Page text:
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Eric Mabius Talks New Movie 'Price Check' and Auditioning

Eric Mabius Talks New Movie 'Price Check' and Auditioning
Photo Source: Sam Chase

In new indie comedy “Price Check," currently available on VOD and iTunes, Eric Mabius plays a grocery store employee who is teetering on the edge of an existential crisis after abandoning his dreams of working in the music business for the comforts of a steady paycheck. Enter a dynamic new boss, played to the hilt by Parker Posey, who opens his eyes to the possibilities of his job… pricing groceries. What sounds strange and dull on paper is actually an eye-opening, very funny look at the complexities of modern food shopping and a fresh examination of the age-old question of what happens if you settle.

We spoke to Mabius about his work on the film, what the economy means in terms of auditioning, and the hindsight he has achieved with age.

How did “Price Check” first come to your attention?
Eric Mabius:
I worked with [producer] Dolly Hall many years ago on an Eric Schaeffer film years ago, and I’ve always loved her. I just think there’s no one who’s a bigger champion of indie film; she just makes things happen. And having started at the very beginning with indie film, it’s just nice to revisit that from time to time. And obviously, Parker being involved was instrumental. We had done quite a few Sundances together with quite a few films, but I’d never had a chance to work with her. And she’s kind of the engine for this project.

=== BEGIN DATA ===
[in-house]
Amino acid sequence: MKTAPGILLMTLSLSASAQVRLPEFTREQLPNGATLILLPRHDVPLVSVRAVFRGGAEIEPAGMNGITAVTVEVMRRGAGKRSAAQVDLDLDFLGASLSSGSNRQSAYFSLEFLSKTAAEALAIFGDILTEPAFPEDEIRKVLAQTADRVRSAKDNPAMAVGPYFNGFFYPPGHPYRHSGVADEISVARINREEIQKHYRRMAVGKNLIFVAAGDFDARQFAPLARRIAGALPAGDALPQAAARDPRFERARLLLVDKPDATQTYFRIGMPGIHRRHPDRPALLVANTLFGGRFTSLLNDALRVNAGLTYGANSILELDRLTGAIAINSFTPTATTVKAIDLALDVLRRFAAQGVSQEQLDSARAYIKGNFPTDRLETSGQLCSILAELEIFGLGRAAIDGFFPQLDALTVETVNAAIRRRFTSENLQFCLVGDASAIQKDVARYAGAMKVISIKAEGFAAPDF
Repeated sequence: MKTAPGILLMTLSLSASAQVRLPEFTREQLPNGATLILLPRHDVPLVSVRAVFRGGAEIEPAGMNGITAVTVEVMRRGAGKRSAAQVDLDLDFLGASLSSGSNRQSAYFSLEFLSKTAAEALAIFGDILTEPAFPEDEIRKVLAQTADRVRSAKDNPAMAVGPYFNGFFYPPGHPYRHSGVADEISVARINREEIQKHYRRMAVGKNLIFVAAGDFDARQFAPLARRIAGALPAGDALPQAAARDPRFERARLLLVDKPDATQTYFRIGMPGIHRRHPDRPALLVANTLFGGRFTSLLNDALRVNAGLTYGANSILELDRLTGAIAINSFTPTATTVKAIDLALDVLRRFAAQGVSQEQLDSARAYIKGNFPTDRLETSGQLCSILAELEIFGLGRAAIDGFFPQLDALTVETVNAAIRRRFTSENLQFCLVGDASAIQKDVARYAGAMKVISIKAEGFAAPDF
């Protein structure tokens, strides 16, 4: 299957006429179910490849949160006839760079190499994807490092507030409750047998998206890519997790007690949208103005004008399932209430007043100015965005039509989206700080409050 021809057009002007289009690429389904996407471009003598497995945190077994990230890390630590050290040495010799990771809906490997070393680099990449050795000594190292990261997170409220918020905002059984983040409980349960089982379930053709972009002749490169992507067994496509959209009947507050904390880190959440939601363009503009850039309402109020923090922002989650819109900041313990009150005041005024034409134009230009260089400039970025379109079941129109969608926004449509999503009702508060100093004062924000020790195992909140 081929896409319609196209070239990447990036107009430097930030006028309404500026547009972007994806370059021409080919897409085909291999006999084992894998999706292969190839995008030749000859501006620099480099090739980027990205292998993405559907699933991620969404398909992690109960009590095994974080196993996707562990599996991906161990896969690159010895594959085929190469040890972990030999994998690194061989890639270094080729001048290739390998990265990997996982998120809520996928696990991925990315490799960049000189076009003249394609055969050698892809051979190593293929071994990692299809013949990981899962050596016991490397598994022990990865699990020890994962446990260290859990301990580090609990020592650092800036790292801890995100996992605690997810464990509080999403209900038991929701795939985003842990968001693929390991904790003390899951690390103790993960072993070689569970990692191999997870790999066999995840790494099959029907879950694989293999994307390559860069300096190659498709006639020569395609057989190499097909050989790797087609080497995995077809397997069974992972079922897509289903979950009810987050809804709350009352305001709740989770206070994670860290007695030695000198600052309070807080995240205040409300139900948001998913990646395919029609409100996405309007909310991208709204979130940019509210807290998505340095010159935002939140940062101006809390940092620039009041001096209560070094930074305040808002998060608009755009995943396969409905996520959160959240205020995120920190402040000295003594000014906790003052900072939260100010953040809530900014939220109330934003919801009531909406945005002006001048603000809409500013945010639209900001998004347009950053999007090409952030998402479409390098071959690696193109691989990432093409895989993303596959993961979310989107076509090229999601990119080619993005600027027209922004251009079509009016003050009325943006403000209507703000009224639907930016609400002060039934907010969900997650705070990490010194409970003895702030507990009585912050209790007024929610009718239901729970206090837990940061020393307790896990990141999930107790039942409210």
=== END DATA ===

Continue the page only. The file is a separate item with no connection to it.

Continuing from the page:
The two of you seemed like you were having a good time in the movie.
The entire cast was brilliant. It was fun, and we’ve heard it over and over again but you have to have fun because there’s not much else going on. It’s crazy locations, it’s insane shoot days and struggling and sacrifice and hopefully for a good reason.

This project came as an offer. Are you past the auditioning stage now?
It’s a case by case situation, to be certain. [With this], there were extenuating circumstances. I was out of town; I’d worked with Dolly; Kerry [Braden, the casting director] and I had a long working relationship, and there were a lot of elements in my favor.

In the economy, you’ll find some of the biggest names in the business sliding over to small parts. The people who wouldn’t read are getting shafted aside. All the rules have been rewritten, which is a direct reflection of the economy but risks can’t be taken as they used to be because there’s not as much expendable income. So everyone gets shoved down the totem pole in some ways. But some people are forced to reinvent themselves.

That’s pretty much the topic of “Price Check,” too, the need to reinvent yourself after the economy takes a downturn. Except in the movie, it’s about selling groceries instead of working in the music industry.
I went to Sarah Lawrence and I had art friends who were into promoting bands in the East Village and where are they now? I felt like, for one reason or another, I wanted to revisit that and the things we trade to get what we do get. This character gives up some dreams and trades them for a nine-to-five job with steady pay and a house in the suburbs. And I remember our 20s were about shunning all of the things about suburbia and entrenching ourselves in metropolis. As I get older and older, I find that less appealing and more asphyxiating. I wanted to explore the things we sacrifice for what we think we want. Now that I’m not a kid I look at how I want to define myself. With acting, I thought there could be no nobler pursuit when I was in the middle of it, but life will show you how self-serving that was.

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